Done at the City of Washington, this Third day of October, in the year of our Lord one thousand eight hundred and sixty-three, and of the Independence of the Unites States the Eighty-eighth.

By the President: Abraham Lincoln

William H. Seward, Secretary of State


LAKE COUNTY – The California Highway Patrol (CHP) reminds motorists to plan ahead this holiday and help make the state’s roads a safer place.

“Thanksgiving always produces a high volume of traffic; therefore, the CHP intends to provide as much visibility as possible in order to ensure a safe holiday weekend,” said CHP Lt. Mark Loveless, commander of the Clear Lake Area office.

The official Thanksgiving holiday driving period begins at 6 p.m. Wednesday, Nov. 26, and continues through midnight on Sunday, Nov. 30. During this time the CHP will implement the Maximum Enforcement Period (MEP), putting every available officer on the road.

“Be well rested when you start and allow extra time in case of congested traffic,” said Loveless. “Drive safe, drive sober and wear your seat belt.”

In addition to busy roadways, inclement weather is another obstacle motorists may encounter. Rain, fog, wind and snow have been known to create not only frustrating, but hazardous conditions for drivers. Those traveling through the mountains should carry chains in their vehicle.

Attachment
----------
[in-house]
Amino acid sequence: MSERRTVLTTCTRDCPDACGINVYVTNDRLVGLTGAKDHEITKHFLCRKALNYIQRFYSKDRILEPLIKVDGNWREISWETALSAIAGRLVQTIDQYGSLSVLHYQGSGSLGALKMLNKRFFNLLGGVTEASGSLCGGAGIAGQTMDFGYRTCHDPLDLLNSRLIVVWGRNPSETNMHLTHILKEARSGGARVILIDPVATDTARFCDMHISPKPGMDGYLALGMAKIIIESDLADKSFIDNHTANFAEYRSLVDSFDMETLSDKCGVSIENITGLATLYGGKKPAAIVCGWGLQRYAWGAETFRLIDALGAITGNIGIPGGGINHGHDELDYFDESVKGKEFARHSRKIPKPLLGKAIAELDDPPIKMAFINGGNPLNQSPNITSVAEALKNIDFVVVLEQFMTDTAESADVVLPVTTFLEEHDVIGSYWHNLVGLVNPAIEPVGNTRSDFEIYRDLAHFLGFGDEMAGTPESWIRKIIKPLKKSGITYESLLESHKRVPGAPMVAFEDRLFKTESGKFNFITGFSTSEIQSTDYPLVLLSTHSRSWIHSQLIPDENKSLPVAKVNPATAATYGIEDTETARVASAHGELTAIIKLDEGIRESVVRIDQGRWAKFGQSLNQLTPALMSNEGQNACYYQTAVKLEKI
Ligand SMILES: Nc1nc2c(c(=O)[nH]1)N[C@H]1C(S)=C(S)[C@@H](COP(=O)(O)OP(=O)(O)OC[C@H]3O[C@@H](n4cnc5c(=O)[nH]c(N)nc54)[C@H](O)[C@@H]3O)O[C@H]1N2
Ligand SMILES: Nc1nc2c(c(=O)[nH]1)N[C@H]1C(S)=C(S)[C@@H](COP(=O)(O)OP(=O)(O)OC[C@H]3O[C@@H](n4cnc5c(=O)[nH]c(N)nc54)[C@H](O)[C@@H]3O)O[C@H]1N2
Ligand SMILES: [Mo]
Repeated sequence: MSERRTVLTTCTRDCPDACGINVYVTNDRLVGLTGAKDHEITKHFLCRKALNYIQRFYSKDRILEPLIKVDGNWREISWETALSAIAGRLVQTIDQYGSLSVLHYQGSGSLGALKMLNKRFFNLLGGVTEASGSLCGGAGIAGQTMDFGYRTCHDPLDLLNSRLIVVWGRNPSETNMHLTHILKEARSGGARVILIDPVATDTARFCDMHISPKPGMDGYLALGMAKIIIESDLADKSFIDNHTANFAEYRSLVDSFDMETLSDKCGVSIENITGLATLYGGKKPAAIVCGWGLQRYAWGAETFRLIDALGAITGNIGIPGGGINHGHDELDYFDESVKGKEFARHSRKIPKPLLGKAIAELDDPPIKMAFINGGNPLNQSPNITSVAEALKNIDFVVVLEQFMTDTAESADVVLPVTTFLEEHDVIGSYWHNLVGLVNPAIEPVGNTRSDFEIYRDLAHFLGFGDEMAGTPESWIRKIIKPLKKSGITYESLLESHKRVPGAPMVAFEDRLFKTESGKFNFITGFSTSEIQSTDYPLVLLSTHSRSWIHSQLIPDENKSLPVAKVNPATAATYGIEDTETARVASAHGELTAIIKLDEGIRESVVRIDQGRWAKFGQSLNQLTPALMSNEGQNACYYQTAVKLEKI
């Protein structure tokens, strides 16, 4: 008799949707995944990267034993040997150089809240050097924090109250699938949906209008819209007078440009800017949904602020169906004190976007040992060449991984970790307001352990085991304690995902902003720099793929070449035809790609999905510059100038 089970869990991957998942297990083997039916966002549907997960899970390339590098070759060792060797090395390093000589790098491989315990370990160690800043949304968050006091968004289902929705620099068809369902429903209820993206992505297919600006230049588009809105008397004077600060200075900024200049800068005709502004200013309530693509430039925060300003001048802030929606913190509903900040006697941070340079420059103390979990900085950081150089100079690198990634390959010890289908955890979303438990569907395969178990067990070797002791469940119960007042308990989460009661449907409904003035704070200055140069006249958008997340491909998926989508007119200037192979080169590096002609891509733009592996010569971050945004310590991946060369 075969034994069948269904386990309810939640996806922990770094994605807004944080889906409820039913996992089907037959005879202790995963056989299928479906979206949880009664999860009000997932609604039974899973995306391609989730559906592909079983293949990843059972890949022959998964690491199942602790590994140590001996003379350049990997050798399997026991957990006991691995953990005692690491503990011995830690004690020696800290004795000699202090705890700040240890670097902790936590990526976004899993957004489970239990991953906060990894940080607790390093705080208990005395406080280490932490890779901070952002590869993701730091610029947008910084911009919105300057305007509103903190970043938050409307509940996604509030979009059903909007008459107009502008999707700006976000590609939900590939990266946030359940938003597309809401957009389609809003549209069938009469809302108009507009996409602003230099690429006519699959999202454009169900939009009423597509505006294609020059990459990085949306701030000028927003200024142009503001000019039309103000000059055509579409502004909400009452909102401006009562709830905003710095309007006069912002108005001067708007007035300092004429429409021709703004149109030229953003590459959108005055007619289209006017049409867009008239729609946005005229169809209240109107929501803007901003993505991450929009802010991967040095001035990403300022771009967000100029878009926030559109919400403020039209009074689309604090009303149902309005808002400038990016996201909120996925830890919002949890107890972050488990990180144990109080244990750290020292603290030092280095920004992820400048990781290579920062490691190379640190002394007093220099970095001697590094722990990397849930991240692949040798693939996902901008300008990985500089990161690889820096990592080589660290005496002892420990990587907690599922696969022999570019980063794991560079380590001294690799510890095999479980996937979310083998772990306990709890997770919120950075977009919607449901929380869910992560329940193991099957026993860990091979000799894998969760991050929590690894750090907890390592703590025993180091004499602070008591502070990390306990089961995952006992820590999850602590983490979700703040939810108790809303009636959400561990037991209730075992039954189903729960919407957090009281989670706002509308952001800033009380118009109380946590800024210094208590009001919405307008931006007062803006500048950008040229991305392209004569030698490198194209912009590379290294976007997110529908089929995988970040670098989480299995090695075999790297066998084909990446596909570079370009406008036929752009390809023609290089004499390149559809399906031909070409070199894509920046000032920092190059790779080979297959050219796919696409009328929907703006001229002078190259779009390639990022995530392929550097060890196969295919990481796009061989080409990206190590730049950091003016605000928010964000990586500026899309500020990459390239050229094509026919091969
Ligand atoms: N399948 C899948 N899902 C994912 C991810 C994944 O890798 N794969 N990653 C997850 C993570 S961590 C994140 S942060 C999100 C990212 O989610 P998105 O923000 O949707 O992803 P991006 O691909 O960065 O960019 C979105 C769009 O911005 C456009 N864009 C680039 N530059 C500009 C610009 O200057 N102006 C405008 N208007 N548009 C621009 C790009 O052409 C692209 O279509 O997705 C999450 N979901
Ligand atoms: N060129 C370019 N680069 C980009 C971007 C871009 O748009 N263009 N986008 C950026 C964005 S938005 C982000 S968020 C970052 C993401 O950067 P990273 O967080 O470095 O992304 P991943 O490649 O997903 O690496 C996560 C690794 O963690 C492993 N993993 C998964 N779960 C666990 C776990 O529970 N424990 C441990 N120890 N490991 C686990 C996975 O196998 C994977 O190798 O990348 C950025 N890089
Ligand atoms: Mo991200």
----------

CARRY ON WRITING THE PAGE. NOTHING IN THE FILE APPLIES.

Last year, during the Thanksgiving MEP, 41 people died in 4,337 collisions that occurred in California. More than half of the vehicle occupants killed were involved in alcohol-related collisions.

“Thanksgiving is a time for us all to be thankful for what we have. If fewer people lose their lives on our roads and highways, I will have something else to be truly thankful for," said CHP Commissioner Joe Farrow.

Another sobering statistic, 1,628 people were arrested by CHP officers for driving under the influence last year over the Thanksgiving holiday; a nearly 2.5-percent decrease from the same time period the previous year.

The Thanksgiving MEP is also an Operation Combined Accident Reduction Effort (CARE) holiday. Operation CARE is a joint program of the nation’s highway patrols that promotes safe driving on interstate highways during holiday periods.

CARE highways in California include Interstates 80, 40, 15 (San Bernardino to the Nevada border) and 5 (Bakersfield north to the Oregon line).


WASHINGTON, DC – The Internal Revenue Service is looking for taxpayers who are missing more than 279,000 economic stimulus checks totaling about $163 million and more than 104,000 regular refund checks totaling about $103 million that were returned by the U.S. Postal Service due to mailing address errors.

“People across the country are missing tax refunds and stimulus checks. We want to get this money into the hands of taxpayers where it belongs,” said IRS Commissioner Doug Shulman. “We are committed to making the process as easy as possible for taxpayers to update their addresses with the IRS and get their checks.”

All a taxpayer has to do is update his or her address once. The IRS will then send out all checks due.

Stimulus checks

It is crucial that taxpayers who may be due a stimulus check update their addresses with the IRS by Nov. 28. By law, economic stimulus checks must be sent out by Dec. 31 of this year. The undeliverable economic stimulus checks average $583.

The “Where’s My Stimulus Payment?" tool on this Web site is the quickest and easiest way for a taxpayer to check the status of a stimulus check and receive instructions on how to update his or her address. Taxpayers without internet access should call 1-866-234-2942.

Regular refunds